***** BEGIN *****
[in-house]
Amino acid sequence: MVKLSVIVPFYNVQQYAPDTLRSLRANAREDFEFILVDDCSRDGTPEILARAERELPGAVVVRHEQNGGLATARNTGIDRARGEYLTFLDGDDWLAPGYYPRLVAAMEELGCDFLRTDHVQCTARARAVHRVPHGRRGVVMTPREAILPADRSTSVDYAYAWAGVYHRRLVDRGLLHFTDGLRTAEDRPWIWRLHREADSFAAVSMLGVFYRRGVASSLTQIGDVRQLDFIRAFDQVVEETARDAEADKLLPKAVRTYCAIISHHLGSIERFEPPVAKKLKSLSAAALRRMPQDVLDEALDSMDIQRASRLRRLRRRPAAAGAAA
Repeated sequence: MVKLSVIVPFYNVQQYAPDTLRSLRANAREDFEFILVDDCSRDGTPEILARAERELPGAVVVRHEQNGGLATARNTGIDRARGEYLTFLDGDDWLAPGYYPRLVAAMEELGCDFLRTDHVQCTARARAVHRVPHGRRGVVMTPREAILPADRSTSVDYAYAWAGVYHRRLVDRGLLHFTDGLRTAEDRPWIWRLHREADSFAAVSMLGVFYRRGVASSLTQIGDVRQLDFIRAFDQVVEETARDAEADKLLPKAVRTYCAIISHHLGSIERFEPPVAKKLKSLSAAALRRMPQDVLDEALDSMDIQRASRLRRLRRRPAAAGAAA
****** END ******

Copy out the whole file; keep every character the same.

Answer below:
[in-house]
Amino acid sequence: MVKLSVIVPFYNVQQYAPDTLRSLRANAREDFEFILVDDCSRDGTPEILARAERELPGAVVVRHEQNGGLATARNTGIDRARGEYLTFLDGDDWLAPGYYPRLVAAMEELGCDFLRTDHVQCTARARAVHRVPHGRRGVVMTPREAILPADRSTSVDYAYAWAGVYHRRLVDRGLLHFTDGLRTAEDRPWIWRLHREADSFAAVSMLGVFYRRGVASSLTQIGDVRQLDFIRAFDQVVEETARDAEADKLLPKAVRTYCAIISHHLGSIERFEPPVAKKLKSLSAAALRRMPQDVLDEALDSMDIQRASRLRRLRRRPAAAGAAA
Repeated sequence: MVKLSVIVPFYNVQQYAPDTLRSLRANAREDFEFILVDDCSRDGTPEILARAERELPGAVVVRHEQNGGLATARNTGIDRARGEYLTFLDGDDWLAPGYYPRLVAAMEELGCDFLRTDHVQCTARARAVHRVPHGRRGVVMTPREAILPADRSTSVDYAYAWAGVYHRRLVDRGLLHFTDGLRTAEDRPWIWRLHREADSFAAVSMLGVFYRRGVASSLTQIGDVRQLDFIRAFDQVVEETARDAEADKLLPKAVRTYCAIISHHLGSIERFEPPVAKKLKSLSAAALRRMPQDVLDEALDSMDIQRASRLRRLRRRPAAAGAAA